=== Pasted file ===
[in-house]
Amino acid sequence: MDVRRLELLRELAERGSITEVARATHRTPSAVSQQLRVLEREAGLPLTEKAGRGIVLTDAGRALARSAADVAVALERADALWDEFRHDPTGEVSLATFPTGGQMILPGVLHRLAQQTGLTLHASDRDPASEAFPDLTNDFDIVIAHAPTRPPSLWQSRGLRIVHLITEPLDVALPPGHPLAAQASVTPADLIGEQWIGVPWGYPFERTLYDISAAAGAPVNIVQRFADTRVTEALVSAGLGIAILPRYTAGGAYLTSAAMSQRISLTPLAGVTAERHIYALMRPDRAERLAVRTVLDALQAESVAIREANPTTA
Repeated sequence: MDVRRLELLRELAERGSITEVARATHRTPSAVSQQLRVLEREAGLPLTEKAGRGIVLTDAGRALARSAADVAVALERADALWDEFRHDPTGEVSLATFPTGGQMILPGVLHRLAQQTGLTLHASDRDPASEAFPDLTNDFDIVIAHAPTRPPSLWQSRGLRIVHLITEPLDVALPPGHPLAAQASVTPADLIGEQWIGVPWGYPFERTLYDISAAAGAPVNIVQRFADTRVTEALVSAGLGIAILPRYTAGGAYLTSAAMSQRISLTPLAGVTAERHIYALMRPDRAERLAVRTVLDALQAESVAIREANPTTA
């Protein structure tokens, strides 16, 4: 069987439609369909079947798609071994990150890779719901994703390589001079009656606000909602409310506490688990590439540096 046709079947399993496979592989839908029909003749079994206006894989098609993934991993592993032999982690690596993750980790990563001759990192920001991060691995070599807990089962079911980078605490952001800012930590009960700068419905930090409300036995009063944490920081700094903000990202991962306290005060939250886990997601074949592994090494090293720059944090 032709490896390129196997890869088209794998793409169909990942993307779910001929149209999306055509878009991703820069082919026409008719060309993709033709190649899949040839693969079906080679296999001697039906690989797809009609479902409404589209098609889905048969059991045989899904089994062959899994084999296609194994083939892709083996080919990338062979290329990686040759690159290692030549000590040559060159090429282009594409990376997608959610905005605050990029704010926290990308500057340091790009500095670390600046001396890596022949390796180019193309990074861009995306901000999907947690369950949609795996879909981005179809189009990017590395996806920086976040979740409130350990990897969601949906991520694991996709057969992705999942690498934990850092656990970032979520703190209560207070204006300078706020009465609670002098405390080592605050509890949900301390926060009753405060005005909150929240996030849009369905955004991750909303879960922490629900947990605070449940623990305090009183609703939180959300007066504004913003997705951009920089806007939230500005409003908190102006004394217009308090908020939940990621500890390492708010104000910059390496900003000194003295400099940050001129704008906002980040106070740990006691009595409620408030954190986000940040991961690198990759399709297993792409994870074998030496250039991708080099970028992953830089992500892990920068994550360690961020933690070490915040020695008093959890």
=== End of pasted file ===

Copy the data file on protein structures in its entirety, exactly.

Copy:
[in-house]
Amino acid sequence: MDVRRLELLRELAERGSITEVARATHRTPSAVSQQLRVLEREAGLPLTEKAGRGIVLTDAGRALARSAADVAVALERADALWDEFRHDPTGEVSLATFPTGGQMILPGVLHRLAQQTGLTLHASDRDPASEAFPDLTNDFDIVIAHAPTRPPSLWQSRGLRIVHLITEPLDVALPPGHPLAAQASVTPADLIGEQWIGVPWGYPFERTLYDISAAAGAPVNIVQRFADTRVTEALVSAGLGIAILPRYTAGGAYLTSAAMSQRISLTPLAGVTAERHIYALMRPDRAERLAVRTVLDALQAESVAIREANPTTA
Repeated sequence: MDVRRLELLRELAERGSITEVARATHRTPSAVSQQLRVLEREAGLPLTEKAGRGIVLTDAGRALARSAADVAVALERADALWDEFRHDPTGEVSLATFPTGGQMILPGVLHRLAQQTGLTLHASDRDPASEAFPDLTNDFDIVIAHAPTRPPSLWQSRGLRIVHLITEPLDVALPPGHPLAAQASVTPADLIGEQWIGVPWGYPFERTLYDISAAAGAPVNIVQRFADTRVTEALVSAGLGIAILPRYTAGGAYLTSAAMSQRISLTPLAGVTAERHIYALMRPDRAERLAVRTVLDALQAESVAIREANPTTA
């Protein structure tokens, strides 16, 4: 069987439609369909079947798609071994990150890779719901994703390589001079009656606000909602409310506490688990590439540096 046709079947399993496979592989839908029909003749079994206006894989098609993934991993592993032999982690690596993750980790990563001759990192920001991060691995070599807990089962079911980078605490952001800012930590009960700068419905930090409300036995009063944490920081700094903000990202991962306290005060939250886990997601074949592994090494090293720059944090 032709490896390129196997890869088209794998793409169909990942993307779910001929149209999306055509878009991703820069082919026409008719060309993709033709190649899949040839693969079906080679296999001697039906690989797809009609479902409404589209098609889905048969059991045989899904089994062959899994084999296609194994083939892709083996080919990338062979290329990686040759690159290692030549000590040559060159090429282009594409990376997608959610905005605050990029704010926290990308500057340091790009500095670390600046001396890596022949390796180019193309990074861009995306901000999907947690369950949609795996879909981005179809189009990017590395996806920086976040979740409130350990990897969601949906991520694991996709057969992705999942690498934990850092656990970032979520703190209560207070204006300078706020009465609670002098405390080592605050509890949900301390926060009753405060005005909150929240996030849009369905955004991750909303879960922490629900947990605070449940623990305090009183609703939180959300007066504004913003997705951009920089806007939230500005409003908190102006004394217009308090908020939940990621500890390492708010104000910059390496900003000194003295400099940050001129704008906002980040106070740990006691009595409620408030954190986000940040991961690198990759399709297993792409994870074998030496250039991708080099970028992953830089992500892990920068994550360690961020933690070490915040020695008093959890």